The North Carolina School of Science and Math’s Morganton campus is in jeopardy of having to postpone its projected August 2021 opening as the school has yet to receive its $1.4 million in allotted funds from the state.
The next General Assembly session is scheduled for April 28. NCSSM Chancellor Todd Roberts will meet with colleagues at the UNC System and the NCSSM Board of Trustees within the next two weeks and then a decision will be made after the consultation, according to NCSSM Director of Western Campus Planning Kevin Baxter.
In December, The News Herald reported that the North Carolina School of Science and Math’s Morganton campus faced a threat to its timeline to start classes in August 2021 due to a budget impasse at the state level ahead of the North Carolina General Assembly’s Jan. 14 session. As the Jan. 14 session resulted in yet another impasse and the budget was not approved, the school’s options are “very limited,” according to Kevin Baxter, director of western campus planning.
“We were mapping towards this Jan. 14 General Assembly session,” Baxter said. “The intelligence we had received was encouraging, that there would be some sort of positive breakthrough as it related to our project. So, we’re in this gray area for the next few weeks here as we work through the outcome (of Roberts’ consultation with UNC and the NCSSM Board of Trustees).”
NCSSM submitted a biennium budget request to the state for fiscal years 2019-20 and 2020-21 in which the General Assembly agreed to $1.4 million for 2019-20 and an additional $1.9 million for 2020-21. Fiscal years start July 1, which puts NCSSM nearly seven months behind schedule to date. The school planned to fill 14 “critically important” positions with the budgeted funds, according to Baxter.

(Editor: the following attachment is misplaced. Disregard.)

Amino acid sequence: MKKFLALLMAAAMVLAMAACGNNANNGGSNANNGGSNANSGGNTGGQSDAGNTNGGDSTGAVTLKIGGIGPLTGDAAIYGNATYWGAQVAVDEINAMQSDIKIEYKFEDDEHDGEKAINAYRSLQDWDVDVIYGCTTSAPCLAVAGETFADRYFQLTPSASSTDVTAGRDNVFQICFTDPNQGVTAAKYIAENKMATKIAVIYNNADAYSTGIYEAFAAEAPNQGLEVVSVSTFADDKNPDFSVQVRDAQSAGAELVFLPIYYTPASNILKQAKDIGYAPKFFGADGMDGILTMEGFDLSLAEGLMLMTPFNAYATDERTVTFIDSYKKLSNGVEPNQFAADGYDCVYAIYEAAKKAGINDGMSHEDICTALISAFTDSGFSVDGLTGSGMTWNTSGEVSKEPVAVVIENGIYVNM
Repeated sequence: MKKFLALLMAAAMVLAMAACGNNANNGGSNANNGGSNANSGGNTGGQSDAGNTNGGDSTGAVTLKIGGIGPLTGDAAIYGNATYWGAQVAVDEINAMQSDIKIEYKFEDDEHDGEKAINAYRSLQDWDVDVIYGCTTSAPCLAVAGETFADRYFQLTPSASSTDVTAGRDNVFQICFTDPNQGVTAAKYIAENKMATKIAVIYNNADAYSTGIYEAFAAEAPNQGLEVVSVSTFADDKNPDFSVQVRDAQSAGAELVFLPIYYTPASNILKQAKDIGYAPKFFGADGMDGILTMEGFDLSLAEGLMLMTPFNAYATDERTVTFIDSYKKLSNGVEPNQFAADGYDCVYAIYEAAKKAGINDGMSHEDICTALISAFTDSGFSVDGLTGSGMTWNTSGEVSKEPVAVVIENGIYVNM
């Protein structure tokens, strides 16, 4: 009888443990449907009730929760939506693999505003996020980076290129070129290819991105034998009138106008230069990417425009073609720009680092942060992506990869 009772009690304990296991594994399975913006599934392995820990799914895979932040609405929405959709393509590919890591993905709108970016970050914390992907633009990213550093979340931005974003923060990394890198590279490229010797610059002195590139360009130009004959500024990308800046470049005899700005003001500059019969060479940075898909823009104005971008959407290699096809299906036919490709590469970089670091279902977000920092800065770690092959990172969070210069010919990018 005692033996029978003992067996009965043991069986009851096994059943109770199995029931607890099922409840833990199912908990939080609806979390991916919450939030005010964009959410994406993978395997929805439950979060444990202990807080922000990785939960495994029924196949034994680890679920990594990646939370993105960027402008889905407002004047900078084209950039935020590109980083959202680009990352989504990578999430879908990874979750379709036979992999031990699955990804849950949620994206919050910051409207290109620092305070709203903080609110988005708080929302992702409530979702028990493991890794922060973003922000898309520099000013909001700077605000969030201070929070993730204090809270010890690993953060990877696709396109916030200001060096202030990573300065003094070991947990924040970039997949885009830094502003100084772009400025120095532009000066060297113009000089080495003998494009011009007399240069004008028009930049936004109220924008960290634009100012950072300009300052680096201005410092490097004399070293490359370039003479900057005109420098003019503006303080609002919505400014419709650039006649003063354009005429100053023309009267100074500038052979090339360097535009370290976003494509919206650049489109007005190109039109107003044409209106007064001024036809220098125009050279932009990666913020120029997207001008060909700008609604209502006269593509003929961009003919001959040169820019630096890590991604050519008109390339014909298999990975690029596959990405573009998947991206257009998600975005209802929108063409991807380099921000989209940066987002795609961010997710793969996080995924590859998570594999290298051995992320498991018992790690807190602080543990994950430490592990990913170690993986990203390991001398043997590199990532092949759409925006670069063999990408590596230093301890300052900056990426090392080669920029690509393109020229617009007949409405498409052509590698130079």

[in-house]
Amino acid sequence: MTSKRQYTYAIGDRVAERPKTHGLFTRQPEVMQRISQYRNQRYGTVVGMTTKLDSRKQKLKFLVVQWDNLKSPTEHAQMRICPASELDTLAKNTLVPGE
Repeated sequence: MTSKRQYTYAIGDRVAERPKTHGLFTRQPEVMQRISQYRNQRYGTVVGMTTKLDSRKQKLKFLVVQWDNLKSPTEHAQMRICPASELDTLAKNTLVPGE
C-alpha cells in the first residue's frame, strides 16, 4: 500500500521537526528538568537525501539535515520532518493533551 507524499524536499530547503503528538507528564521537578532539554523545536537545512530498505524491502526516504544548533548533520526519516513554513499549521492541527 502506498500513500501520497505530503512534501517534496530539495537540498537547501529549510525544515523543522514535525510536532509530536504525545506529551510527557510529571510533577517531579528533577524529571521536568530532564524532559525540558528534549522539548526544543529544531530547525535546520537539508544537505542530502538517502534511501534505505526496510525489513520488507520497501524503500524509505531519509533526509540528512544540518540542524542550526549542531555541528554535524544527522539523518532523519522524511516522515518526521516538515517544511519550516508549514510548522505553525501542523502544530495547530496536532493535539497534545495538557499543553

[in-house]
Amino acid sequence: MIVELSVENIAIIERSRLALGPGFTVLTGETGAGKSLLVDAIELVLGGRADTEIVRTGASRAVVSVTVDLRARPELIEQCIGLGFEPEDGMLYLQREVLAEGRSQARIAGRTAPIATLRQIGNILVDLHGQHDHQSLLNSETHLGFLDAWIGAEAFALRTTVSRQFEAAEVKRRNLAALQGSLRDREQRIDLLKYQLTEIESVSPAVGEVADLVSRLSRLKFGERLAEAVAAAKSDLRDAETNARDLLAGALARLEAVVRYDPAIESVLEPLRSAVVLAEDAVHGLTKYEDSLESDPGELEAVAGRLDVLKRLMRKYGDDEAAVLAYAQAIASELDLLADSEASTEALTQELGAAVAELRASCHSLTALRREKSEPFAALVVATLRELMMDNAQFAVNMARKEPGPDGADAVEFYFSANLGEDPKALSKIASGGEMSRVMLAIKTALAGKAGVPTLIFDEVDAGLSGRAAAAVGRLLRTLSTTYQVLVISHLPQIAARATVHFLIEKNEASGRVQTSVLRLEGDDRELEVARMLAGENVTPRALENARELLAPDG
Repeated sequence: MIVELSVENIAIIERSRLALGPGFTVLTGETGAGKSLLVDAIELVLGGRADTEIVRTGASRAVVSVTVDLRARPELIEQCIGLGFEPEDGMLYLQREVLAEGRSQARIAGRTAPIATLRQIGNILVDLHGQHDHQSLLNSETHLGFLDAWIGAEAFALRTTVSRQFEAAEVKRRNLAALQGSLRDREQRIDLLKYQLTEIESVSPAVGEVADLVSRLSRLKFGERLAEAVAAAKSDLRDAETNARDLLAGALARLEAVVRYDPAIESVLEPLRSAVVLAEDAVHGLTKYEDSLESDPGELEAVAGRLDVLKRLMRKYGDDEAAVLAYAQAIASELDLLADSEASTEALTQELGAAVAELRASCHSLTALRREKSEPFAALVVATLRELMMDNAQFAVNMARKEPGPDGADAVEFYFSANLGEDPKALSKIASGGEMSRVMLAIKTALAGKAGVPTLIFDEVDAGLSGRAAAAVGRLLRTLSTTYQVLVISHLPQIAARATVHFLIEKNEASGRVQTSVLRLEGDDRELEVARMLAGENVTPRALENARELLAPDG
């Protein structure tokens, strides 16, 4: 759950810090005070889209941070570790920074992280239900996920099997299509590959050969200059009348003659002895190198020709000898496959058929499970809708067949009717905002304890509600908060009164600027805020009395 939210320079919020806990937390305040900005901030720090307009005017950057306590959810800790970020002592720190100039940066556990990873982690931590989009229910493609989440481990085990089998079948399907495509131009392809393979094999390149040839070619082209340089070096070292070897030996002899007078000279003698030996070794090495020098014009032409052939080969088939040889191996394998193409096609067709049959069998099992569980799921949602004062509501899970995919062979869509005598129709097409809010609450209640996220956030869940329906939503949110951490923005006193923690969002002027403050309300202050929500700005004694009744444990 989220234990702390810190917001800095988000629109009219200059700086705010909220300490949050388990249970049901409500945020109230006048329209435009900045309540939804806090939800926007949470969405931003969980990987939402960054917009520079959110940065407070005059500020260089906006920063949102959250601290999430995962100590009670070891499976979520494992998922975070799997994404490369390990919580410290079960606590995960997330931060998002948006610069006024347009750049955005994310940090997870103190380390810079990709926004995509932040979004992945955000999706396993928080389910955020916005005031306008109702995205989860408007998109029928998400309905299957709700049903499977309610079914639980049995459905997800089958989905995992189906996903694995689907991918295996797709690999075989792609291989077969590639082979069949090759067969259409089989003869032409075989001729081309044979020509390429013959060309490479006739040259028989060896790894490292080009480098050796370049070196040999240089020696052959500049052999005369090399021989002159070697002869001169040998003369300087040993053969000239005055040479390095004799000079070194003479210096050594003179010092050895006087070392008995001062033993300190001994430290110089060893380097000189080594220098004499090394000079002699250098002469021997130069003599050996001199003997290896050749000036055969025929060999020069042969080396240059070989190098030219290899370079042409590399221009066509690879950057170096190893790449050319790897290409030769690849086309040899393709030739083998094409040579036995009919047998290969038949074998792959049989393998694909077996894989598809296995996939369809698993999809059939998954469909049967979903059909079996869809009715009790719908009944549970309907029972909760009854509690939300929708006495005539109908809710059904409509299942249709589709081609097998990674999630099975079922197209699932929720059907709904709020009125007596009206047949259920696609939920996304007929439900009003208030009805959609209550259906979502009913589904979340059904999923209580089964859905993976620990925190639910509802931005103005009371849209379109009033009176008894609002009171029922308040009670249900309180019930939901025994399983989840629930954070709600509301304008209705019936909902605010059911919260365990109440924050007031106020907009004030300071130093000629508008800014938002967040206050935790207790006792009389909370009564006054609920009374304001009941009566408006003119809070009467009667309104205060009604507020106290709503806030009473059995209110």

The positions include department chairs for math, science, humanities and computer science/engineering and an associate registrar in charge of students’ class scheduling, grades and transcripts. Additionally, NCSSM planned to hire a director of capital projects who would be involved in the design and operation of all the facilities on campus.
According to Baxter, when North Carolina Senate President pro tempore Philip E. Berger announced the General Assembly would not meet again until April 28, it was a “really alarming timeline for (NCSSM’s) process.”
“We have already lost more than 7,000 hours (since the start of the 2019-20 fiscal year on July 1,)” Baxter said. “These are jobs that were critically important to build out the infrastructure in every way for this new campus — the student information system, data-tracking capabilities, finance/budget, human resources and IT operations.
The budget impasse also hinders NCSSM-Morganton’s recruiting and curriculum design processes, Baxter said.
“We are required to be recruiting 10th graders across the state in earnest to make sure they understand the programmatic distinction in (NCSSM) Morganton versus (NCSSM) Durham,” Baxter said. “We had always been mapping toward a very different point for the initial hires of looking at 23 months until opening. It would be hard for a student or a family to be willing to take a chance on a program when they have to apply before even knowing if there are personnel on the ground.”
What happens next?
Within the next two weeks, Baxter and Roberts will convene with officials at the UNC system and the NCSSM Board of Trustees to decide the next step in the planning process.
From there, in the two weeks that follow, they will meet with elected leaders of the state, as Baxter said the end of February is a point by which the NCSSM needs clarity.
Until then though, Baxter emphasized that NCSSM will not compromise the quality of their institution, regardless of the obstacles it faces.
“The biggest takeaway, especially in this region, that I hope people will trust is that the institution is fully committed to delivering a high-quality educational program and a campus that the citizens of this region can be proud of,” Baxter said. “We are not at all interested in sacrificing the quality of the program or the facility because of environmental circumstances like we’re facing.
“We’re holding firm on that commitment and making sure that whatever solution emerges checks those boxes.”